** BREAKING ISSUE **
Thursday, April 7, 2011
Denny Hall, Room 317 – 7:00 p.m.
Larry Goodson – professor of Middle East studies, U.S. Army War College
W. Andrew Terrill – professor of national security affairs, Strategic Studies Institute, U.S. Army War College
David Commins – professor of history and Middle East Studies, Dickinson College
Protest movements continue to spread in the Arab world, taking different shape according to local political structures and social dynamics and posing knotty challenges to US policymakers to keep up with the breakneck speed of developments.
Biographies (provided by the panelists)
Larry P. Goodson is professor of Middle East Studies at the U.S. Army War College. He is regularly consulted by senior government officials about Afghanistan, Pakistan, and the Middle East. In 2008-2009 he served on a four-month temporary assignment with the U.S. Central Command Assessment Team, where he focused on U.S. strategy and policy toward Afghanistan and Pakistan for General David Petraeus. As U.S. Central Command Fellow in 2004, he served as a senior adviser to General John Abizaid on Afghanistan and Pakistan. Prof. Goodson held the General Dwight D. Eisenhower Chair of National Security at the U.S. Army War College from 2004 to 2007. In 2002, Prof. Goodson was technical adviser on Elections and one of the International Election Monitors for the Emergency Loya Jirga in Afghanistan.
W. Andrew Terrill joined the Strategic Studies Institute in October 2001, and is SSI’s Middle East specialist. Prior to his appointment, he served as a Middle East nonproliferation analyst for the International Assessments Division of the Lawrence Livermore National Laboratory (LLNL). In 1998-99, Dr. Terrill also served as a Visiting Professor at the U.S. Air War College on assignment from LLNL. He is a former faculty member at Old Dominion University in Norfolk, Virginia, and has taught adjunct at a variety of other colleges and universities. He is a retired U.S. Army Reserve Lieutenant Colonel and Foreign Area Officer (Middle East). Dr. Terrill has published in numerous academic journals on topics including nuclear proliferation, the Iran-Iraq War, Operation DESERT STORM, Middle Eastern chemical weapons, and ballistic missile proliferation, terrorism, and commando operations. He is also the author of Global Security Watch – Jordan (Praeger 2010). Since 1994, at U.S. State Department invitation, Dr. Terrill has participated in the Middle Eastern Track 2 talks, which are part of the Middle East Peace Process. He has also served as a member of the military and security working group of the Baker/Hamilton Iraq Study Group throughout its existence in 2006. Dr. Terrill holds a B.A. from California State Polytechnic University and an M.A. from the University of California, Riverside, both in Political Science. He also holds a Ph.D. in International Relations from Claremont Graduate University, Claremont, California.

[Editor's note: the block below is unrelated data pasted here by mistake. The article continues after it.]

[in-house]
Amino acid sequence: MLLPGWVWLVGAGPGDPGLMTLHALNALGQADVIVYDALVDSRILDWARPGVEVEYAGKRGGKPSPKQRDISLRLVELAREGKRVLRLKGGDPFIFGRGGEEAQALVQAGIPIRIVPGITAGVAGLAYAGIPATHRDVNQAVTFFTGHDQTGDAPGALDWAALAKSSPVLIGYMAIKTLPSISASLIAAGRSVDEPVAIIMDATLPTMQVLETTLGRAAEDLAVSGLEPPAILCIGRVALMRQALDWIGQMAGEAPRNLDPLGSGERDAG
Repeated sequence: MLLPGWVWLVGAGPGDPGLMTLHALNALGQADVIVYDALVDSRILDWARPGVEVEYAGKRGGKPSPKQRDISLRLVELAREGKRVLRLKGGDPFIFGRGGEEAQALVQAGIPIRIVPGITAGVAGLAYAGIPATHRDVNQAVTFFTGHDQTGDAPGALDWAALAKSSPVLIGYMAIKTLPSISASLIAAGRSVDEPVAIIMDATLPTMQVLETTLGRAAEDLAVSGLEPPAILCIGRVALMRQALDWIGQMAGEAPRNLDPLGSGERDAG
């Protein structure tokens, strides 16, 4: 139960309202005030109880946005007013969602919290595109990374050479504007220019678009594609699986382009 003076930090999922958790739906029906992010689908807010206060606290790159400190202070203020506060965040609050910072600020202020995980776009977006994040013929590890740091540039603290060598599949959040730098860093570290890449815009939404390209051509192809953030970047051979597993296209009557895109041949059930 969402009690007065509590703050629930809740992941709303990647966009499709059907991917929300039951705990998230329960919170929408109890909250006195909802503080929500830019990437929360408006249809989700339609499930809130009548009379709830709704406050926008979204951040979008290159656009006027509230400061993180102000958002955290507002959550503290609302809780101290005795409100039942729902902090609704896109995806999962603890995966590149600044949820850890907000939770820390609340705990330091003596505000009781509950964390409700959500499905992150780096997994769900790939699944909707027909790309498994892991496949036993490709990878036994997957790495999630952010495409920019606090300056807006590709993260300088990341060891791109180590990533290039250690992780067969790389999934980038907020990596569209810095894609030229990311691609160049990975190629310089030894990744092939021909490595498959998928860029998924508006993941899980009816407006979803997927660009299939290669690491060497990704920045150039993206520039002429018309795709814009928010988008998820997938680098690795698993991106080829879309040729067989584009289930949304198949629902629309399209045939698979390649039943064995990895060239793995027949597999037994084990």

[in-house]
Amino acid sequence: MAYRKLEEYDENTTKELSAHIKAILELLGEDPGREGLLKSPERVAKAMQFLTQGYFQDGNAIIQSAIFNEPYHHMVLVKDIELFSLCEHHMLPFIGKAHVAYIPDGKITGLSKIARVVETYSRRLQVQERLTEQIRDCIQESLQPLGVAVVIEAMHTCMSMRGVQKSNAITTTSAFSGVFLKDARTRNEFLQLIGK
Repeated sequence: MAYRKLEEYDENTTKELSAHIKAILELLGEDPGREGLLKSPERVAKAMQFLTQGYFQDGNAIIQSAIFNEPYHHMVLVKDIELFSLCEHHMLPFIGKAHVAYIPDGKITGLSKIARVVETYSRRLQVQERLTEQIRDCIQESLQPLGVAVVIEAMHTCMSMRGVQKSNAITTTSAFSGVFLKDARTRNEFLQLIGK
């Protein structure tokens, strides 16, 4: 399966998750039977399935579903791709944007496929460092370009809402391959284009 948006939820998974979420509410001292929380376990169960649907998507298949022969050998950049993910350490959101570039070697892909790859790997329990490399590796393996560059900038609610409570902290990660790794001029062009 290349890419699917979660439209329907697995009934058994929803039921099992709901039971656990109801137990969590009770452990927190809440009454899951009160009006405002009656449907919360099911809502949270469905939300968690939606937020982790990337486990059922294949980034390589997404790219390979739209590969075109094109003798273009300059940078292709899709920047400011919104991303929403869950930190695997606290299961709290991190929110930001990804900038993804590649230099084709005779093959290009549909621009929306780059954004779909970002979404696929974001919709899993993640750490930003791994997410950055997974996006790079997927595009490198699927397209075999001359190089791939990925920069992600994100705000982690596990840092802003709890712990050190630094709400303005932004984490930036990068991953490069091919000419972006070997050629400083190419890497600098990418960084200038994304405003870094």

David Commins is professor of history and the Benjamin Rush Distinguished Chair in Liberal Arts and Sciences at Dickinson College. He teaches courses in the Middle East Studies program and the history department. His publications include Islamic Reform: Politics and Social Change in Late Ottoman Syria (Oxford University Press, 1990), Historical Dictionary of Syria (Scarecrow Press, 1995, revised edition 2004), and The Wahhabi Mission and Saudi Arabia (IB Tauris, 2006).